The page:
Previous secular lows have been associated with great economic dislocations, such as world war, rapid inflation and so forth. There are certainly potential economic dislocations inherent in a highly leveraged global banking system that does not value its assets at realizable market value, nor holds capital that is appropriately risk-weighted. That’s particularly true of the European banking system. I do view European bank weakness and U.S. recession as being the two most destabilizing potential risks in the present cycle, but it’s not obvious that either would be sufficient to provoke a secular low in this particular go-around.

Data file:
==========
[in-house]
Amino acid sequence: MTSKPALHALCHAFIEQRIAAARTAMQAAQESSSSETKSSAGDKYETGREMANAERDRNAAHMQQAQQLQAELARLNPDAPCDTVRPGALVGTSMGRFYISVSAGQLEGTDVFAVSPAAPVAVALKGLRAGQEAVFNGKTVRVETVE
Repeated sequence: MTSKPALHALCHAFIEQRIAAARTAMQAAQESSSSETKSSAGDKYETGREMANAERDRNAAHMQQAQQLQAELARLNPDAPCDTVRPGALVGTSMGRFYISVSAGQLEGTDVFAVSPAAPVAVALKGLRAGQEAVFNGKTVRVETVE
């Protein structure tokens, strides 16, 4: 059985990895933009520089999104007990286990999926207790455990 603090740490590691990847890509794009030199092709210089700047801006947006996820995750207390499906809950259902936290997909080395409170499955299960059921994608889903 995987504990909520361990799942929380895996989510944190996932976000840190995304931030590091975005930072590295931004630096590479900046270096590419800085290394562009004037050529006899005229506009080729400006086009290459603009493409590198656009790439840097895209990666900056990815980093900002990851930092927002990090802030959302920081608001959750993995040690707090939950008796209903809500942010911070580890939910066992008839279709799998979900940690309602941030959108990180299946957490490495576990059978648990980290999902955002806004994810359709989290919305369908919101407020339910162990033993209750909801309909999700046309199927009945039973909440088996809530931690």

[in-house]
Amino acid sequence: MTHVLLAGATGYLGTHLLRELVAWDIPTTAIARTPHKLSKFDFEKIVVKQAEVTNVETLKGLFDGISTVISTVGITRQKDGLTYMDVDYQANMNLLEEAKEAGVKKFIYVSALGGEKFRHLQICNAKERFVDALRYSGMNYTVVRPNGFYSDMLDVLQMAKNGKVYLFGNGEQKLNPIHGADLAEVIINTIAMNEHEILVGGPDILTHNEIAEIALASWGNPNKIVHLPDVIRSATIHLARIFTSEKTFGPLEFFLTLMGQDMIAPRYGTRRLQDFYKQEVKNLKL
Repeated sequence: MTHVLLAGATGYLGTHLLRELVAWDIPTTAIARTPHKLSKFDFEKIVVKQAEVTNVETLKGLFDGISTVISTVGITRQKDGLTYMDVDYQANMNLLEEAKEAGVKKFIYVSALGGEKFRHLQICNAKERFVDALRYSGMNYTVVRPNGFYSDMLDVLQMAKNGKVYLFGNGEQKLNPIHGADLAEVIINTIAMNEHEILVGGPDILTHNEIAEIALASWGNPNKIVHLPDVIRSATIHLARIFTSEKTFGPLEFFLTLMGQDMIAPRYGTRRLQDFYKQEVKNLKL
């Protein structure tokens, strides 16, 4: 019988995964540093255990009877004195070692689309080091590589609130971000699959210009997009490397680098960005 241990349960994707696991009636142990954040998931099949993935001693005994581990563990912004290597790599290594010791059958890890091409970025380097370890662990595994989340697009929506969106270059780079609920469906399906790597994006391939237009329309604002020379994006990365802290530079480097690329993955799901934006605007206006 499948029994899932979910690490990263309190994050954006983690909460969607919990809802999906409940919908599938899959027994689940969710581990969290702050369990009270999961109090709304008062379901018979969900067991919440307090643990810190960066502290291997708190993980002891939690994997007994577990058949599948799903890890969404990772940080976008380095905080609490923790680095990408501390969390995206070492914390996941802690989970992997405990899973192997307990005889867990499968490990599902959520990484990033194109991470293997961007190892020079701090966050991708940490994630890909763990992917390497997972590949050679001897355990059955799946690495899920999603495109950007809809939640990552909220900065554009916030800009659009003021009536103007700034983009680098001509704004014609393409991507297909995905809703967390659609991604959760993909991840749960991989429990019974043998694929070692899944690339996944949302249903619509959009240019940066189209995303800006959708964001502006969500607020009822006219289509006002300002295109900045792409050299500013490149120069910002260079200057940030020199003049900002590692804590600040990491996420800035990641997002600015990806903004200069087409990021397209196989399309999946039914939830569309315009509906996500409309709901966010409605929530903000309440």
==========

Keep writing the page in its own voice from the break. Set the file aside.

All of this argues for a focus on aligning our investment stance with prevailing realities – being mindful of potential long-term outcomes, but not letting them overly impact our positions. Here and now, market conditions are clearly sufficient to encourage a defensive stance, but that is likely to change far sooner than any of our deep-seated long-term concerns come to roost (such as accelerating inflation in the back-half of this decade). I would expect at least one more cyclical bull market between now and then. As I’ve noted before, the most appropriate point to establish a positive investment stance is when a retreat in valuations is joined with an early improvement in market action.

That said, an unsettling reality remains – the next secular bull market period appears unlikely to emerge until Albert is reasonably correct.